Freddie Reisman Center for Translational Research in Creativity and Motivation
Drexel University School of Education
Creativity and motivation researchers publish for other academics in journals and funded grant reports that teachers, their students and the parents/guardians of the students and corporate trainers do not have ready or easy access. As these populations are not the audience for the researchers, it is difficult – if not impossible – for the non-researcher to translate the research findings into language or activities that would benefit these learners and end-users. Simply put, the researchers’ findings are not readily accessible or understandable by the various populations that could implement the research. The research sits and languishes in journals and reports, generally, for the next researcher to read and utilize for the next research study. Although significant and a good thing, on the one hand, the lag time between research findings and development of uses and applications of the research by the end users is much too long. The Freddie Reisman Center for Translational Research in Creativity and Motivation (the Center) addresses the accessibility problem with a focus on creativity and motivation research. A new model of identifying and translating the latest quality research findings into language understood by multiple user populations is intended, specifically, for education and corporate settings. The Center focuses upon developing and testing practical applications of basic research for end-users. Identification of quality research and related activities focus on creativity and motivation research and their translation into language that teachers (including corporate trainers), their students (including corporate employees), and the student’s family and/or caregivers can immediately understand.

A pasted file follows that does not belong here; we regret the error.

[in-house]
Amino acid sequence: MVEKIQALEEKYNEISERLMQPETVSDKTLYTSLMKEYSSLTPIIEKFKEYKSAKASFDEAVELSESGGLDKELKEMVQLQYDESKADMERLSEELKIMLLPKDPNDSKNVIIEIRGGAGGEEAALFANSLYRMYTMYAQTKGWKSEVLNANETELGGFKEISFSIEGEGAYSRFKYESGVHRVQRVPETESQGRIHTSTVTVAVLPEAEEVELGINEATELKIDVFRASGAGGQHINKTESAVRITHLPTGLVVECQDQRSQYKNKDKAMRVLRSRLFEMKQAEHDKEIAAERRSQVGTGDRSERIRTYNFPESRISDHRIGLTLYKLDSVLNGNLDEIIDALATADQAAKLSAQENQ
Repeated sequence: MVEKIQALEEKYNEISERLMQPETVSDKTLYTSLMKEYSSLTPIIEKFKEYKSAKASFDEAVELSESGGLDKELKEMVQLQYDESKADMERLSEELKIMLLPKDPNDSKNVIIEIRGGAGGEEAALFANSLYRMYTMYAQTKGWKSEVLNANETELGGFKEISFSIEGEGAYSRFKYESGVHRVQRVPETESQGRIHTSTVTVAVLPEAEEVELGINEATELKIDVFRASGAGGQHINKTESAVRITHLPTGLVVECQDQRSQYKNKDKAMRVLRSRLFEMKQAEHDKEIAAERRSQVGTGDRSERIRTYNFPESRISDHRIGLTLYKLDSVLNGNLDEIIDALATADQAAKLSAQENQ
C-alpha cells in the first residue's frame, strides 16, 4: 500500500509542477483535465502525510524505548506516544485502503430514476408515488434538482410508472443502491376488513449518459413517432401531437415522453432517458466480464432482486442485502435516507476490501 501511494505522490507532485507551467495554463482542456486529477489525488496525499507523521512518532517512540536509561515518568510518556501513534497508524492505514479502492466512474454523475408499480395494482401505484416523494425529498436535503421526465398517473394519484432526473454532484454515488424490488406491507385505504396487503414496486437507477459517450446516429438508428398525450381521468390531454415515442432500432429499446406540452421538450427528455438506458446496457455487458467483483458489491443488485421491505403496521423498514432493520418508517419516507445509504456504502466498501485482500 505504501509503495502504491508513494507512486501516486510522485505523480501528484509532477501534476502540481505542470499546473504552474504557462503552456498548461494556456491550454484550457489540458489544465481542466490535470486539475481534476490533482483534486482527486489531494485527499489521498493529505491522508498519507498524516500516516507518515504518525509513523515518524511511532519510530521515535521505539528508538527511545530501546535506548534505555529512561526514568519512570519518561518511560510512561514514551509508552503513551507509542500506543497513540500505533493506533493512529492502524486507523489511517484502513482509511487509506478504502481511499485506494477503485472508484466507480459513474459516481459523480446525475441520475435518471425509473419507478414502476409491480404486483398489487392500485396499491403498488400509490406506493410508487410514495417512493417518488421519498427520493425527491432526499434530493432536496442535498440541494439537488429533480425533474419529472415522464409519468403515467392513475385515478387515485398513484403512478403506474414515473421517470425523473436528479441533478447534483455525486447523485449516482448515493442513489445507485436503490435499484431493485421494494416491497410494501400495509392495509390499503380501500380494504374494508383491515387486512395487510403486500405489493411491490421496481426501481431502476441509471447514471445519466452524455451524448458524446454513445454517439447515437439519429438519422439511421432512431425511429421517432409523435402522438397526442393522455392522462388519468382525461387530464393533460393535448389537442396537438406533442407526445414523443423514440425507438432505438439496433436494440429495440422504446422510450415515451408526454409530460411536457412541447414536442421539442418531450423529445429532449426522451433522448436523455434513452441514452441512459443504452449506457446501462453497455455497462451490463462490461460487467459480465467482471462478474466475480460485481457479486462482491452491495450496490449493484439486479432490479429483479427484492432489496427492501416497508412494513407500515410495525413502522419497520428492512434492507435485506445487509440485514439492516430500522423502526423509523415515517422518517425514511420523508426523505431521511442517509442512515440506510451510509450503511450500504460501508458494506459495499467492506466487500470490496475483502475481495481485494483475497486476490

Creativity and motivation research for teachers and educators were selected as the focus for this Center for several reasons. Teachers, in particular, need to become more research-informed so that they are aware of the misinformation that has informally made its way into popular use and unfortunately been accepted as fact. Even when a teaching approach is exposed as incorrect, these educational and creativity myths can continue to influence instruction (e.g., right-left brain emphasis and Edgar Dale’s Learning Pyramid, even though Dale included six pages of disclaimers regarding the cone, titled “Some Possible Misconceptions”).
Creativity and motivation research by USA and international creativity and motivation trailblazers will be translated to learning and teaching. Teachers and corporate trainers who implement the translationally-based lesson plans will be invited to become associate members of the Center and provide feedback on how the lessons work, what modifications are needed for implementation with their students, and what new research is necessary. Thus, ours is a two-way model of translational research where user feedback is key.
Translational education research is a new application of the medical idea of Bench to Bedside. The Center’s Lab to Learner education undertaking will communicate significant research to benefit teachers and their students as well as corporate trainers and their students.